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Phrases That COVID Killed
May 15, 2020. My tenth blog post in the Coronatimes
This is my tenth blog in the Coronatimes. And according to my CoronaLogs, it’s been 65 days. That’s a fucking long time and I will say it’s making me bitchy, which if you ask any of my ride companions on the Simpsonville Loop, that is totally possible. The rant today is over the use and overuse of some phrases that I hope will die a quick and painful death once we are released from this hell.
Let’s get the big one of out of the way. Question: What is your emotional response when I say that we are living in these unprecedented times? Does it grate you as much as it does me? It feels like every media outlet, whether broadcast or publishing, drills these words. Last night during one commercial break, we heard it three times. It is true that what we are going through is out of the ordinary, but by now we’re all in on that fact, so I implore the marketing powers that be to knock it off already. I promise you can’t keep us in fear forever and now you’re just annoying us.
Of course that means that phrases like trying times or uncertain times are off the table as well. They are just as bad. What if we started working on a positive uptick in our verbiage to kickstart a feeling of control? One could say extraordinary times or even remarkable times, which are synonyms for unprecedented times, but sound undoubtedly more hopeful. Call me crazy, but what if we didn’t refer to these “times” at all. I vote for that.
How do you like living in the new normal? Okay, we get it. Things will forever be different than they were March 1st, 2020. Just like everything was forever different starting September 11, 2001. I argue that even without terrorist attacks and pandemics, every day is a new normal. Change is constant, minute to minute even, let alone day to day. Sometimes you see the changes, sometimes you don’t. But regardless you adapt every single day to your new normal.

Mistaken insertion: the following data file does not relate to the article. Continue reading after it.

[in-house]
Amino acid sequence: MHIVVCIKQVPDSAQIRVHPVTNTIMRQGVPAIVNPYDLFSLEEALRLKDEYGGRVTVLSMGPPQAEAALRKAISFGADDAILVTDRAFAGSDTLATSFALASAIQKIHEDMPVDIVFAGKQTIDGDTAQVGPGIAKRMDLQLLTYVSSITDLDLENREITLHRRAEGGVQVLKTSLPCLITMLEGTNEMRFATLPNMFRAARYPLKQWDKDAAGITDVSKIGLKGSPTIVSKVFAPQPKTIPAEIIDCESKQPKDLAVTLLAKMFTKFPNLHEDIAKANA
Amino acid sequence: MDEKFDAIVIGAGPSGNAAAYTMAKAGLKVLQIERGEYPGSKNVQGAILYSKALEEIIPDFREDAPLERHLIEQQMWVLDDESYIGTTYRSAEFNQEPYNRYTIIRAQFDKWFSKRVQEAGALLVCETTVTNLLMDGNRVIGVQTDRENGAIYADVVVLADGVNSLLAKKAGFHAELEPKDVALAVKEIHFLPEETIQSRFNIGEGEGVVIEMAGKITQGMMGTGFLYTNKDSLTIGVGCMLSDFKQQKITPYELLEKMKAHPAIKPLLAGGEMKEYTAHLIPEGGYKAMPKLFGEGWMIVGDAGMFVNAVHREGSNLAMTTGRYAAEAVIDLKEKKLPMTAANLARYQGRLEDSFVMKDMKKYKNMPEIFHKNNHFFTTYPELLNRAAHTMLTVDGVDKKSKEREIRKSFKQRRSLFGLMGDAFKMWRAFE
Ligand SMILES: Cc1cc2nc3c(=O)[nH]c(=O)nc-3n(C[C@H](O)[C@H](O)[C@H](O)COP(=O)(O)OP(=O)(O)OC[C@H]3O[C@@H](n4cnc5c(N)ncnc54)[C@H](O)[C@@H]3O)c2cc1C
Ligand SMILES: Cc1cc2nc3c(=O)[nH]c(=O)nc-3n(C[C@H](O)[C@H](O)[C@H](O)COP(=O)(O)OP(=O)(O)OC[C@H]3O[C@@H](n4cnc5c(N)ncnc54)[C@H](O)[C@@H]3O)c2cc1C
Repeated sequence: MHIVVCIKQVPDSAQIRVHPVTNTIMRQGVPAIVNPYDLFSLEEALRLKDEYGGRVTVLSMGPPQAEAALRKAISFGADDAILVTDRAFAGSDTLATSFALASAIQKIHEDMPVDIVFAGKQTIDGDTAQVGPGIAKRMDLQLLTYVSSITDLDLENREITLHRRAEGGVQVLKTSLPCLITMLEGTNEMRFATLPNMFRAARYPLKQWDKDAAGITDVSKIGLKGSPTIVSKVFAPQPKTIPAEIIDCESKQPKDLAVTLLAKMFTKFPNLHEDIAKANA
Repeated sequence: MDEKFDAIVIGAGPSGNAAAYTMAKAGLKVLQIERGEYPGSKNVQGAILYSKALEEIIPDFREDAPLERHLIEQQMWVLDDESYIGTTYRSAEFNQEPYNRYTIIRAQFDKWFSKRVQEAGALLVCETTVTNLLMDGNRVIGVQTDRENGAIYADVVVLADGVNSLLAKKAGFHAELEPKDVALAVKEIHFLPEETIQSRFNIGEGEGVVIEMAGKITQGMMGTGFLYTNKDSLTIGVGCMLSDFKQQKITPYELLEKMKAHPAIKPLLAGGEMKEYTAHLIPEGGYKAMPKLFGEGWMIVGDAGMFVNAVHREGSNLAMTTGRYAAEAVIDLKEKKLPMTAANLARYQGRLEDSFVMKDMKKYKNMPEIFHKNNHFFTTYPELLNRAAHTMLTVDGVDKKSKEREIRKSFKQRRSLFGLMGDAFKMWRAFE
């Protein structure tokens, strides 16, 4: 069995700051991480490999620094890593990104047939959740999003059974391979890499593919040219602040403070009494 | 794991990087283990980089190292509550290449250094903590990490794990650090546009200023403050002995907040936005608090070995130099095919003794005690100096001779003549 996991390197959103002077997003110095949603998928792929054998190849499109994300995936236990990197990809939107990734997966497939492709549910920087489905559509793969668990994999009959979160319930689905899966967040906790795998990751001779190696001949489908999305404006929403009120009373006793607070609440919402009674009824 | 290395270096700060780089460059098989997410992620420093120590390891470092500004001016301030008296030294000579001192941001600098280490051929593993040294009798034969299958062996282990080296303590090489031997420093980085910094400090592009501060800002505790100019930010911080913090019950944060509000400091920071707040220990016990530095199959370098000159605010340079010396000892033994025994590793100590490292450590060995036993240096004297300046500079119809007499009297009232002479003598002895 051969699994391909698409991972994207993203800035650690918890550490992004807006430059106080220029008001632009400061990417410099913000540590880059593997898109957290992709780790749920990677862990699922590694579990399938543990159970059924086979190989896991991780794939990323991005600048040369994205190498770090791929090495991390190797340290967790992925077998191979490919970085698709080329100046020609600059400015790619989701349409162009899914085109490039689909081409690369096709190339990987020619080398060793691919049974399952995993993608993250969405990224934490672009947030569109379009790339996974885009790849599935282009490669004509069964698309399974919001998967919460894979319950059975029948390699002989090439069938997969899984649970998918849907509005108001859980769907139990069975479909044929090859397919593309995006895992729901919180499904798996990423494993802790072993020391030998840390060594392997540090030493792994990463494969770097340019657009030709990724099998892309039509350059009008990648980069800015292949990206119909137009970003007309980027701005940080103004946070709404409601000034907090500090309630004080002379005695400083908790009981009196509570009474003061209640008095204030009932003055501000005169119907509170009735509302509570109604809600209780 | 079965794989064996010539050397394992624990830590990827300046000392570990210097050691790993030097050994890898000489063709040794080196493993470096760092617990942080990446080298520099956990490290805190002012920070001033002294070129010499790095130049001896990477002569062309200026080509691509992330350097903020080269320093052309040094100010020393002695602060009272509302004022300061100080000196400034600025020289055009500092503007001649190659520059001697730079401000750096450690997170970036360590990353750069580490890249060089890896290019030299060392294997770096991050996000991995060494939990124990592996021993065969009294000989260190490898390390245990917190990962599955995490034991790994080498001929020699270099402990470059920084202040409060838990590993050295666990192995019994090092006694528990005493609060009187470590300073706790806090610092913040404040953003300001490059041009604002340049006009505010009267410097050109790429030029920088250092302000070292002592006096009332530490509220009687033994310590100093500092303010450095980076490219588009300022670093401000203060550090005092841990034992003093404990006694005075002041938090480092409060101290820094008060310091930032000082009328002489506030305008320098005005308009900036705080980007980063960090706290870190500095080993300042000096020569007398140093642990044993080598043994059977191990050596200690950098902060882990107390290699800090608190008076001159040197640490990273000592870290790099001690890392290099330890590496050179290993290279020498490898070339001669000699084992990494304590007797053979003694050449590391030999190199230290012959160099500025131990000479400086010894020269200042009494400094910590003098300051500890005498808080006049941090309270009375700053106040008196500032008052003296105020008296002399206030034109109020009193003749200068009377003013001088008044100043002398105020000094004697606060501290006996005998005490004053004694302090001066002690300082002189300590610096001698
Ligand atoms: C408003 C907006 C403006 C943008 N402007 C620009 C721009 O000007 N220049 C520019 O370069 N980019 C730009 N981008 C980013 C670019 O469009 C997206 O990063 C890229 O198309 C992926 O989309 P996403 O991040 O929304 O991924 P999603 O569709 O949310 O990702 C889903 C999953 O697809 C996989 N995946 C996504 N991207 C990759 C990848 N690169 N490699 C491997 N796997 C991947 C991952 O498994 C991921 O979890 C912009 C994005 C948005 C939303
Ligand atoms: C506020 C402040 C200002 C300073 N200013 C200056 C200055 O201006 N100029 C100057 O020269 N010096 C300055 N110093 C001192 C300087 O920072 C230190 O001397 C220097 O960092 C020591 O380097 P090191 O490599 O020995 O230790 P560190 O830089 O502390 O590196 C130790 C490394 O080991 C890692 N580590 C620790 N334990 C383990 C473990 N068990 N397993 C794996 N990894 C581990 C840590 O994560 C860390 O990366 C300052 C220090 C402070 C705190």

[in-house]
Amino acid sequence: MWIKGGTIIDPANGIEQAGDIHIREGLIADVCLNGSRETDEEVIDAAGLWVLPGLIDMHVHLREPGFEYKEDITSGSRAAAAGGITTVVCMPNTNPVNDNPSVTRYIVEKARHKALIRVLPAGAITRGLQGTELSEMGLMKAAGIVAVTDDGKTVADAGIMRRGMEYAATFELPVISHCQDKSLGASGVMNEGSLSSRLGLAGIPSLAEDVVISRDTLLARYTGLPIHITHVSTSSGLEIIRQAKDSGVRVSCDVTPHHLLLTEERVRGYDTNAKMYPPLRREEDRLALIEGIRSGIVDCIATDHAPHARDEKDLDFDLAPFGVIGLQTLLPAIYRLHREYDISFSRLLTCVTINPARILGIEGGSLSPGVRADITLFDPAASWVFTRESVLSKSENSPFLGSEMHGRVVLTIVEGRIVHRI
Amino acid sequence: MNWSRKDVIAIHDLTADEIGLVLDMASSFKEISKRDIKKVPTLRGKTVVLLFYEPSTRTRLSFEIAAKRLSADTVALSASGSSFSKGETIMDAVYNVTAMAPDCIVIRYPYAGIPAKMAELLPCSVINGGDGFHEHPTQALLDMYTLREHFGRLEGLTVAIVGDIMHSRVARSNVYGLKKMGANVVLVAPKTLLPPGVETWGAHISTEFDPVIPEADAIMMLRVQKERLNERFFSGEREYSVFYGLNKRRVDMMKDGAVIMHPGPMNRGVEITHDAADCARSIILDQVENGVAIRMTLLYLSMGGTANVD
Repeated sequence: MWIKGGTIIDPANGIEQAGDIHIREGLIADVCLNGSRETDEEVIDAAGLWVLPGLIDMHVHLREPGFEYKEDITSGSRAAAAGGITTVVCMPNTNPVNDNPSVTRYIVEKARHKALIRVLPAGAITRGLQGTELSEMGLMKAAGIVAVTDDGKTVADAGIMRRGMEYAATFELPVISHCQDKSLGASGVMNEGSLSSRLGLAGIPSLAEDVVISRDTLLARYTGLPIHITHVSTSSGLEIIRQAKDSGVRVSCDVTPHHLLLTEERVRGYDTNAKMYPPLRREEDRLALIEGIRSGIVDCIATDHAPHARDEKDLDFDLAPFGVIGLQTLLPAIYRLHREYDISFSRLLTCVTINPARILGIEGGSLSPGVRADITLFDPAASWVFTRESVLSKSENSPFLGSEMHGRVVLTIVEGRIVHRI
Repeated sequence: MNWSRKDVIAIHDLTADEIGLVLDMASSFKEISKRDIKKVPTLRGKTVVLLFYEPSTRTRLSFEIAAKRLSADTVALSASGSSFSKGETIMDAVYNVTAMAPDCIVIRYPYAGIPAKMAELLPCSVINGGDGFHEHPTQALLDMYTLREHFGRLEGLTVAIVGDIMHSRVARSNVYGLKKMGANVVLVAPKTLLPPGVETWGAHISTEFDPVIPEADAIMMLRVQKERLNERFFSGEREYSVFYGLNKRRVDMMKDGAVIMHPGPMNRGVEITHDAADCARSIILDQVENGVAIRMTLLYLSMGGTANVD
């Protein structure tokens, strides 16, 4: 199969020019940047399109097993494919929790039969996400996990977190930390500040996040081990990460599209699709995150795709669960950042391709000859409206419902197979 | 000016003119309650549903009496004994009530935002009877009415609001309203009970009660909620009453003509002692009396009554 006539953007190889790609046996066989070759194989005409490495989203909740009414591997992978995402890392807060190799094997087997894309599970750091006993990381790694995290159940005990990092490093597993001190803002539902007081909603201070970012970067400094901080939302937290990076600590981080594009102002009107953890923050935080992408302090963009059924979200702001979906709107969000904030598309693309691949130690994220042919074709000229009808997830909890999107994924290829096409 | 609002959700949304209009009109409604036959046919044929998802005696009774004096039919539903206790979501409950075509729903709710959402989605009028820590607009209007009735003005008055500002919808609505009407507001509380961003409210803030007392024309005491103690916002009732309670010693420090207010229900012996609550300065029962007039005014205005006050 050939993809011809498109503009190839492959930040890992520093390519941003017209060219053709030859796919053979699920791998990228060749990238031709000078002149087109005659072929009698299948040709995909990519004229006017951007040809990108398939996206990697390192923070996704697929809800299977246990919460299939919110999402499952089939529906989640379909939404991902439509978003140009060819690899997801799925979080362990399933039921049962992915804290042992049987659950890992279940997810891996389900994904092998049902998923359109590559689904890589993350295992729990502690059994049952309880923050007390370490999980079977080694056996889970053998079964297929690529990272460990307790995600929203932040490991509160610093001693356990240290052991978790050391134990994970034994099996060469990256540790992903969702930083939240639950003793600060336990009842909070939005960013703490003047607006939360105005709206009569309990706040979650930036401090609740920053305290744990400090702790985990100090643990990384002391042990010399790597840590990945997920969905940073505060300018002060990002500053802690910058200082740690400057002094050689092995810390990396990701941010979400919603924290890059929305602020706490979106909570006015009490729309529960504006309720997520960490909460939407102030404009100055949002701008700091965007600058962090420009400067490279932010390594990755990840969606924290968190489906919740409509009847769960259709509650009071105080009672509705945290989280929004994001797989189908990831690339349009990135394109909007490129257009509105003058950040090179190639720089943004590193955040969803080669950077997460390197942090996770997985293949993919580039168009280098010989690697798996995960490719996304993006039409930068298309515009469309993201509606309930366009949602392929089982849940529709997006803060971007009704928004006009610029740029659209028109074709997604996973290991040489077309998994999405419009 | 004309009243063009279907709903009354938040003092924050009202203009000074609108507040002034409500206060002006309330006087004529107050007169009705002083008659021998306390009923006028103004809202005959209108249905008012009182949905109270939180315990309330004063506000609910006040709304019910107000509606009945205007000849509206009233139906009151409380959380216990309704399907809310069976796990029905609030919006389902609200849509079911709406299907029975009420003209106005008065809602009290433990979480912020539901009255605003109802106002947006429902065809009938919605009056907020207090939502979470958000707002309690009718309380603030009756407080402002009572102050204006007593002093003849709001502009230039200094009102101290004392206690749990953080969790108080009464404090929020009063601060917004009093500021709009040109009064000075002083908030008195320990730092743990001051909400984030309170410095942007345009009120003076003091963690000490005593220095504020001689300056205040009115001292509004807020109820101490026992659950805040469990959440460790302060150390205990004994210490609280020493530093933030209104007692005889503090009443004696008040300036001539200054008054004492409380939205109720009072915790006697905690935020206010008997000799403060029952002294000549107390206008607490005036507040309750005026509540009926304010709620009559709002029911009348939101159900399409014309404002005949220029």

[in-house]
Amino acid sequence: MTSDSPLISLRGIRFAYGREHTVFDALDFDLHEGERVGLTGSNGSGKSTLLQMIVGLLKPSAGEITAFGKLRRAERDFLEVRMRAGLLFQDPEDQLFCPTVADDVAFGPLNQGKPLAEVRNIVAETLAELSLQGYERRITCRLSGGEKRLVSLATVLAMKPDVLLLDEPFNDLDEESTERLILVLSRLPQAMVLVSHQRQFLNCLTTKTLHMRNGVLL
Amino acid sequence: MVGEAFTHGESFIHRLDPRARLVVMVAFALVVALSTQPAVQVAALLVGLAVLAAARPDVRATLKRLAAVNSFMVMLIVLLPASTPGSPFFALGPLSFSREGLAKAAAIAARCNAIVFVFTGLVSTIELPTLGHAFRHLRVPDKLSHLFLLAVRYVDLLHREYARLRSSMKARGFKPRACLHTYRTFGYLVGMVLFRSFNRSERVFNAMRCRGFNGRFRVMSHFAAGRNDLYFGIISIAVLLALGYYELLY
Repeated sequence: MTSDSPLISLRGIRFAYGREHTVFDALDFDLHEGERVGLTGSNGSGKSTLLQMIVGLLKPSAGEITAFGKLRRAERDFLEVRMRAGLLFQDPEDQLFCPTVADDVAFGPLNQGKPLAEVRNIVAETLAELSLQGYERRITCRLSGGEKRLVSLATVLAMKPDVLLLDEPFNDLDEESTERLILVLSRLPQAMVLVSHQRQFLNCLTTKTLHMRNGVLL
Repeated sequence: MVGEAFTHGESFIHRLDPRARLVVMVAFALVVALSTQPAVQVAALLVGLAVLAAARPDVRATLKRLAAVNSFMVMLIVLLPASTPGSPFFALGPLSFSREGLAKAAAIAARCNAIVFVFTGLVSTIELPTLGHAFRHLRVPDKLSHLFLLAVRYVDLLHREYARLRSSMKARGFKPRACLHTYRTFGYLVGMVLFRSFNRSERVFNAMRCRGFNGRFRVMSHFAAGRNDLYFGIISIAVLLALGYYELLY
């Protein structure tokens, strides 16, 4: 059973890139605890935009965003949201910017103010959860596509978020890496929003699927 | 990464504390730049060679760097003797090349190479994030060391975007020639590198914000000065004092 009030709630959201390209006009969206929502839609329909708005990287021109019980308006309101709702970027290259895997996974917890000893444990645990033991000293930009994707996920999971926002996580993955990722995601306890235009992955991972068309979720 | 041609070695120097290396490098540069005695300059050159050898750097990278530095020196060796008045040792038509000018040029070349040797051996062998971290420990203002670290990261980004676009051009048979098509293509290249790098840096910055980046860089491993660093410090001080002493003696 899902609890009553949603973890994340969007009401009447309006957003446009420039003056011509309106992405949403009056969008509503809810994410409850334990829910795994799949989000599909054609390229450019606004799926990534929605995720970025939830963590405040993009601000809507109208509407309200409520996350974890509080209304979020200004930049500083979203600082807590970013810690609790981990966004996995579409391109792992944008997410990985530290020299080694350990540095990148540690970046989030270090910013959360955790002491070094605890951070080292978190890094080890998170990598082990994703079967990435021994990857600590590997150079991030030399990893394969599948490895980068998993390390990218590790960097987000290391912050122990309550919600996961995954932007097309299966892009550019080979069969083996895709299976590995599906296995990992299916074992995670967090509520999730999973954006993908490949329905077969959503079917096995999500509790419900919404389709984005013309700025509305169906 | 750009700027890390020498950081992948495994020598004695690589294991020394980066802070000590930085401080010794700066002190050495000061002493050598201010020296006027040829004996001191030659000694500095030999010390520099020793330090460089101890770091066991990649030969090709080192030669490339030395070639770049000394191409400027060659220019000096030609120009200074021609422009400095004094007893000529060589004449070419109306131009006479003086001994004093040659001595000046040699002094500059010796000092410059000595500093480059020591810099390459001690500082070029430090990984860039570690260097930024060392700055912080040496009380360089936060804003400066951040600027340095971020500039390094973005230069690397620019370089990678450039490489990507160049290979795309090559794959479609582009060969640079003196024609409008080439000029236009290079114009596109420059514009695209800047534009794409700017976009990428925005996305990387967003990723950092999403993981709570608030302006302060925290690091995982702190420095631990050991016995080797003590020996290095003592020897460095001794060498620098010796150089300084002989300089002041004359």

What about the phrase essential worker? If it offends you, I understand. I believe that every person that works a job in order to provide for their family is an essential worker. I know I am; and every job is essential in that sense. Now the fact that some places of employment were allowed by government guidelines to stay open, I deem these businesses be called indispensable. Even though some were questionable, I’m happy those people got to keep their “essential” jobs. And NOTE: Yes, coffee shops and liquor stores fall into the indispensable zone. Thank God.
The term social distancing can shove it. I’m sick of it. Can’t we just call it personal space? As in “please give me 6 feet of personal space”. I predict in the future that if you use the term “social distancing”, people will light torches and run you out of town on a rail.
And if I hear flattening the curve one more time, I may flatten whoever says it. For the foreseeable future the only curve I plan to flatten is my gut after all of the carbs, sugar and alcohol I’ve consumed the last ten weeks. Flatten this curve, Governor Beshear!
Here’s the sticky one that people may take issue with me over. I cannot even begin to describe my annoyance at the overuse of the word hero / heroes. We’ve got a whole lot of heroes going on right now. I feel like we all got together on Oprah’s show and she started throwing out hero-status like “You’re a hero and you’re a hero and you’re a hero! Everybody’s a hero!” We indeed have heroes in our midst, but the word has been watered down so much that the real ones are drowning.
I bet some and maybe most deemed heroes would prefer not to be called one. Would you? Once you have been labeled with such a title, the expectation of you and everything you do is raised to a crazy extreme. How do you continue to live up to that level? And how do you come down from that level? Nothing like telling people you used to be a hero. That would suck.
Last Sunday on 60 Minutes, head of Amazon Operations agreed with Leslie Stahl and reiterated flippantly that he thought the Amazon distribution center workers were heroes. He didn’t believe it, you could tell. He had his corporate face on. It’s been easy for companies to call their employees heroes and put up “Heroes Work Here” signs. But signs fade and words are fleeting. What really counts is how these people are treated in the short and long term.
Heroic deeds are being done across this country. No doubt. But how ’bout a visit to dictionary’s cousin, thesaurus? I’m ready to throw out that old, tired hero label and toast all of our brave, dedicated, courageous, dependable, and honorable healthcare workers, teachers, and all indispensable employees out there. And a double toast to the rest of us ’cause we heroes too. Oprah said so.
Every groovy stage of life has words and phrases that die. Thankfully no one ever says “Gag me with a spoon!” or “whasssup!?” anymore. I can’t wait for all these mentioned phrases to join the semantics graveyard – fer sure, like totally.
Till next Friday –